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Puzzle Quest: Challenge of the Warlords
Score: 95%
ESRB: Everyone 10+
Publisher: D3
Developer: Vicious Cycle
Media: UMD/1
Players: 1 - 2
Genre: Puzzle/ RPG/ Adventure

Graphics & Sound:
This is a great puzzle game. The idea of combining a puzzle game with quest gameplay is hardly new. After all, Capcom's Quiz & Dragons came out in 1992! The idea behind that game was tied to the Trivial Pursuit theme of questions with multiple-choice answers. It was a great formula until 15 years passed and most of the questions (Ralph Macchio for five points!) became hopelessly out of date. The Puzzle Quest: Challenge of the Warlords model strives for something more enduring and succeeds. 15 years from now this will still be an interesting game.

The game screen contains a lot of detail and works in special effects from time to time when you manage to cascade combinations or pull off magical attacks. I noticed slowdown frequently... strange, considering how non-taxing this stuff must be for the PSP hardware. Chalk it up to some quirks in development, but when you've been working on a tough puzzle and it freezes for even a second, you kind of freak out. There are nice illustrated segments during the game where you accept quests and see character pictures with dialogue. These segments reinforce the story component of Puzzle Quest. During exploration of the world where the game takes place, you'll see small representations of your character and enemies or places. Selecting an enemy for battle will bring up an illustration of the enemy with a brief description. There is lots of good art in the game that changes depending on the character you choose and the locations you visit. The sound is limited to some brief dialogue and the effects from magic.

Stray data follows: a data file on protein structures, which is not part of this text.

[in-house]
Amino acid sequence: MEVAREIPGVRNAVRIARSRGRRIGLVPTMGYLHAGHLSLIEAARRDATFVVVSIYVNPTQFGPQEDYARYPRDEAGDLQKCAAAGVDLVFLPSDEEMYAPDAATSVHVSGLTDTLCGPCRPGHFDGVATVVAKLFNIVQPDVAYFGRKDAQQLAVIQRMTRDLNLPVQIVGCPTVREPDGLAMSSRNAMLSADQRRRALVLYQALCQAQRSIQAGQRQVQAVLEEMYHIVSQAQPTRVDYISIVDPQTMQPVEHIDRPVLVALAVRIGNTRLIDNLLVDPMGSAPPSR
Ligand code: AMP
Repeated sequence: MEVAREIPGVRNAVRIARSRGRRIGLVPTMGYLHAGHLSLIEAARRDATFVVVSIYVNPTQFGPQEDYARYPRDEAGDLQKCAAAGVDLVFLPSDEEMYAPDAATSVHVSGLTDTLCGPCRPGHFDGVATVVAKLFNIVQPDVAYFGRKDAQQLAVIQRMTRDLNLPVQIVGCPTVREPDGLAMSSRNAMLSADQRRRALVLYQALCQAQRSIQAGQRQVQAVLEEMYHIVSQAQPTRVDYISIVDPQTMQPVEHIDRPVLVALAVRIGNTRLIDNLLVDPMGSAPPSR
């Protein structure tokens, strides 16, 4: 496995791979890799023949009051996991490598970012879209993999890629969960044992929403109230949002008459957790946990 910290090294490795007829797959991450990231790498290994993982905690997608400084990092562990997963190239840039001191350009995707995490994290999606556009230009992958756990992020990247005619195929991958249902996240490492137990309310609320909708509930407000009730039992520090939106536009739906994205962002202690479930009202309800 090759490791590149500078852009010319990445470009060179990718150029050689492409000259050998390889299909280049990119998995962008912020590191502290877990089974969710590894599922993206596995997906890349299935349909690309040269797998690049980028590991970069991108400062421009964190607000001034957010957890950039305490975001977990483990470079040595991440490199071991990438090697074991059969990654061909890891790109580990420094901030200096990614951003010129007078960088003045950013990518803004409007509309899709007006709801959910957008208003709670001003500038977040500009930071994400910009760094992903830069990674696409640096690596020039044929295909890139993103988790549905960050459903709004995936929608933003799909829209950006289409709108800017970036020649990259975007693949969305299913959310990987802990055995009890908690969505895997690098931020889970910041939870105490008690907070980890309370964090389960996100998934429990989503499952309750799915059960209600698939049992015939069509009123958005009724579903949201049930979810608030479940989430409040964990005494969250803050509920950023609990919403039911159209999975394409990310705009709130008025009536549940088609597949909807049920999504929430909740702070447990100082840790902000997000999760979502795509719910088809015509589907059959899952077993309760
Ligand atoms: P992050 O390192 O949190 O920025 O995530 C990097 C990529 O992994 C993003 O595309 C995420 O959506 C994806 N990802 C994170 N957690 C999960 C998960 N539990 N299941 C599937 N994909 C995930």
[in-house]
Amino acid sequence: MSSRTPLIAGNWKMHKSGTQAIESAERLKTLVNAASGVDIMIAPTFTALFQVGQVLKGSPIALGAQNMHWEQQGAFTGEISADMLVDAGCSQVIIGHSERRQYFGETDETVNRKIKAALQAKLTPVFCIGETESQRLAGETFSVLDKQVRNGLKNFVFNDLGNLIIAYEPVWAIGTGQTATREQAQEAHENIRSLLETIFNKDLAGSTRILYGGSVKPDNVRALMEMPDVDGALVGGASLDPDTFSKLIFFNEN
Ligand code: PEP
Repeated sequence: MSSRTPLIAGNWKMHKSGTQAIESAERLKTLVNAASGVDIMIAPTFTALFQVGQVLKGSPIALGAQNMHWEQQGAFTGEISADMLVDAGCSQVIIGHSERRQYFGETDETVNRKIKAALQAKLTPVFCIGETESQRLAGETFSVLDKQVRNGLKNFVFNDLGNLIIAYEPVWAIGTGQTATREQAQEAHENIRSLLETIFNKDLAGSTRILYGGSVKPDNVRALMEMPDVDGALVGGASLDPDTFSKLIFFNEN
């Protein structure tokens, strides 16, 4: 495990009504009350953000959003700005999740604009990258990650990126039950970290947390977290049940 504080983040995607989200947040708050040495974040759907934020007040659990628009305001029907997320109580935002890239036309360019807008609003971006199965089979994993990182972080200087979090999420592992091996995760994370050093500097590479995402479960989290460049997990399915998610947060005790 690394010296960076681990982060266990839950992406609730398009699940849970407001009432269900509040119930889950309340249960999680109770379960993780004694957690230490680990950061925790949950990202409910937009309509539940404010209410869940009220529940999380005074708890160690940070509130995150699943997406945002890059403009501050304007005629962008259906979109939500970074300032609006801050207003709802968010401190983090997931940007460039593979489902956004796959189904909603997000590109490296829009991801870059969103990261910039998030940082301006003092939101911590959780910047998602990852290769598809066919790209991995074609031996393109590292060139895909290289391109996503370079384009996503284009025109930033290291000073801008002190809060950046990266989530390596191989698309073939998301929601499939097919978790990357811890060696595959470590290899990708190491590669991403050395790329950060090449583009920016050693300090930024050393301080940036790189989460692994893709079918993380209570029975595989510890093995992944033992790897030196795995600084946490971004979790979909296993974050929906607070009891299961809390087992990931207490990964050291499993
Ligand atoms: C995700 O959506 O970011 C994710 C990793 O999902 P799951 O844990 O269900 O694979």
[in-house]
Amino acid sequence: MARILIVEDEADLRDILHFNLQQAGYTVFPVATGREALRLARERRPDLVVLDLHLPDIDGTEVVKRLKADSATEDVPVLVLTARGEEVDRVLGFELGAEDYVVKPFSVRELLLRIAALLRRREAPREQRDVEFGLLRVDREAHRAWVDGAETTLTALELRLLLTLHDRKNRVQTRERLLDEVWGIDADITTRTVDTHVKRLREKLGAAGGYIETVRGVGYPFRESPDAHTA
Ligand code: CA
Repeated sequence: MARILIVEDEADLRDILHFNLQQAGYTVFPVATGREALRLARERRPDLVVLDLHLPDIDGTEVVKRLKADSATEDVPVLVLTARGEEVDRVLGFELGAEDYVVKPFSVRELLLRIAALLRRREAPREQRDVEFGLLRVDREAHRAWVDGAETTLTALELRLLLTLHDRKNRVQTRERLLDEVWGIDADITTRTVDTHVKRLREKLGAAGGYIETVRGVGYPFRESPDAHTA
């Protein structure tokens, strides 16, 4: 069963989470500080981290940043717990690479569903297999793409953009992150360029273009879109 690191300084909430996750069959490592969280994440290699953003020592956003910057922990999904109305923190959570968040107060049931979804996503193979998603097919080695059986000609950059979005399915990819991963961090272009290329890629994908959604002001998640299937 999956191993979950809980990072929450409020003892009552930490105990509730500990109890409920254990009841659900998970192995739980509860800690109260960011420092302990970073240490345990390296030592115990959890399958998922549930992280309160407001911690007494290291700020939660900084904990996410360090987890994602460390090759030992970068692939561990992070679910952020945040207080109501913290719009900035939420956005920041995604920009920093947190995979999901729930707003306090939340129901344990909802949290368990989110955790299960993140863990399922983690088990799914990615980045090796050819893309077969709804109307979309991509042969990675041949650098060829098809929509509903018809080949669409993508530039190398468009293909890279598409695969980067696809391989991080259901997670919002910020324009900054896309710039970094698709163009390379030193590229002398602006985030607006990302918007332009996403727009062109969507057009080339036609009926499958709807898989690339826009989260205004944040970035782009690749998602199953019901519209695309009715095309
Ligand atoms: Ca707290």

Puzzle Quest: Challenge of the Warlords has more depth than almost any puzzle game I've played before. It is the perfect outlet for someone with not enough time to devote to a full-blown RPG or adventure game that doesn't want to give up those elements of exploration and character building. A game where you build experience, outfit your character, and have interesting story elements isn't usually in the puzzle category. Puzzle gamers may be a little baffled by Puzzle Quest, but they may find themselves backing into RPGs after playing this game.